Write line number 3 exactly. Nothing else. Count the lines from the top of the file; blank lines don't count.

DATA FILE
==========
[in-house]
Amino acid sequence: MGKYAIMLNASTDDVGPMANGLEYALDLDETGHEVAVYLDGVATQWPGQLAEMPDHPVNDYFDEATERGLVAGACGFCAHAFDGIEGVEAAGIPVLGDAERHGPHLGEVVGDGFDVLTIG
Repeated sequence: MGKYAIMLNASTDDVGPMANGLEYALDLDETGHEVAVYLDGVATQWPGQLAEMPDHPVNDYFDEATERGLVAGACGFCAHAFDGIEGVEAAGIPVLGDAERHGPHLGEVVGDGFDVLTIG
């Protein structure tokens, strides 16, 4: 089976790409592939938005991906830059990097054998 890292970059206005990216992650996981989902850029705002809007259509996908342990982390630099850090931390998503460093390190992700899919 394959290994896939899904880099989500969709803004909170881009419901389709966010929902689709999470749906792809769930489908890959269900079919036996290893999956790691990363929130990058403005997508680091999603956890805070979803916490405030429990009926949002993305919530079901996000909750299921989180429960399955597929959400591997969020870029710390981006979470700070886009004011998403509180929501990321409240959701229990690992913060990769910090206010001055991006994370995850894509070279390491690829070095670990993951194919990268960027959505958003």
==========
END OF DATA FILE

Repeated sequence: MGKYAIMLNASTDDVGPMANGLEYALDLDETGHEVAVYLDGVATQWPGQLAEMPDHPVNDYFDEATERGLVAGACGFCAHAFDGIEGVEAAGIPVLGDAERHGPHLGEVVGDGFDVLTIG